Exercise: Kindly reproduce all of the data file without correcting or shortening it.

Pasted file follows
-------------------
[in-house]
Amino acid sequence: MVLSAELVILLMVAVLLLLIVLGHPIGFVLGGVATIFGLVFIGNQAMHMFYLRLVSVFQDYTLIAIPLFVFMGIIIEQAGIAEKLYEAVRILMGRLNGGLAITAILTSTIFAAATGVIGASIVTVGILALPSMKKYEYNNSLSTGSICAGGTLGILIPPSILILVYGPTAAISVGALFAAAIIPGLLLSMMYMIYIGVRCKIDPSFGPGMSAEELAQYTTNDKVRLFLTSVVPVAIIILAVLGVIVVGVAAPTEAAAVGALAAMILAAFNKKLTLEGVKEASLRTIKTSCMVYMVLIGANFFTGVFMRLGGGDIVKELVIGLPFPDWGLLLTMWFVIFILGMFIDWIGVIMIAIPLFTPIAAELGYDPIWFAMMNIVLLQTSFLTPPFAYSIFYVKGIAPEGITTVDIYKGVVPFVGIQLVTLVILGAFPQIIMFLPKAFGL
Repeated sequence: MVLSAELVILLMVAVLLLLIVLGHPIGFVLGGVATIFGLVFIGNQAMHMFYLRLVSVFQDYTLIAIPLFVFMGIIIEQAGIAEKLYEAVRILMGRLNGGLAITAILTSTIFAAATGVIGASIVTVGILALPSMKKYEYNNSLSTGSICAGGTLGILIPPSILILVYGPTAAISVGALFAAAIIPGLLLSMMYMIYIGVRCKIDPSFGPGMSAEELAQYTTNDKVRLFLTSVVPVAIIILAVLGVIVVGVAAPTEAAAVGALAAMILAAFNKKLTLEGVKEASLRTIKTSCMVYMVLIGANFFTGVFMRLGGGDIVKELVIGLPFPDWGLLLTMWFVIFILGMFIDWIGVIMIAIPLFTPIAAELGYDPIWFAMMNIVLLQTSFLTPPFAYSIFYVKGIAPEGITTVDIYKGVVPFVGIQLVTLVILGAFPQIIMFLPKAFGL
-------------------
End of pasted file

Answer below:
[in-house]
Amino acid sequence: MVLSAELVILLMVAVLLLLIVLGHPIGFVLGGVATIFGLVFIGNQAMHMFYLRLVSVFQDYTLIAIPLFVFMGIIIEQAGIAEKLYEAVRILMGRLNGGLAITAILTSTIFAAATGVIGASIVTVGILALPSMKKYEYNNSLSTGSICAGGTLGILIPPSILILVYGPTAAISVGALFAAAIIPGLLLSMMYMIYIGVRCKIDPSFGPGMSAEELAQYTTNDKVRLFLTSVVPVAIIILAVLGVIVVGVAAPTEAAAVGALAAMILAAFNKKLTLEGVKEASLRTIKTSCMVYMVLIGANFFTGVFMRLGGGDIVKELVIGLPFPDWGLLLTMWFVIFILGMFIDWIGVIMIAIPLFTPIAAELGYDPIWFAMMNIVLLQTSFLTPPFAYSIFYVKGIAPEGITTVDIYKGVVPFVGIQLVTLVILGAFPQIIMFLPKAFGL
Repeated sequence: MVLSAELVILLMVAVLLLLIVLGHPIGFVLGGVATIFGLVFIGNQAMHMFYLRLVSVFQDYTLIAIPLFVFMGIIIEQAGIAEKLYEAVRILMGRLNGGLAITAILTSTIFAAATGVIGASIVTVGILALPSMKKYEYNNSLSTGSICAGGTLGILIPPSILILVYGPTAAISVGALFAAAIIPGLLLSMMYMIYIGVRCKIDPSFGPGMSAEELAQYTTNDKVRLFLTSVVPVAIIILAVLGVIVVGVAAPTEAAAVGALAAMILAAFNKKLTLEGVKEASLRTIKTSCMVYMVLIGANFFTGVFMRLGGGDIVKELVIGLPFPDWGLLLTMWFVIFILGMFIDWIGVIMIAIPLFTPIAAELGYDPIWFAMMNIVLLQTSFLTPPFAYSIFYVKGIAPEGITTVDIYKGVVPFVGIQLVTLVILGAFPQIIMFLPKAFGL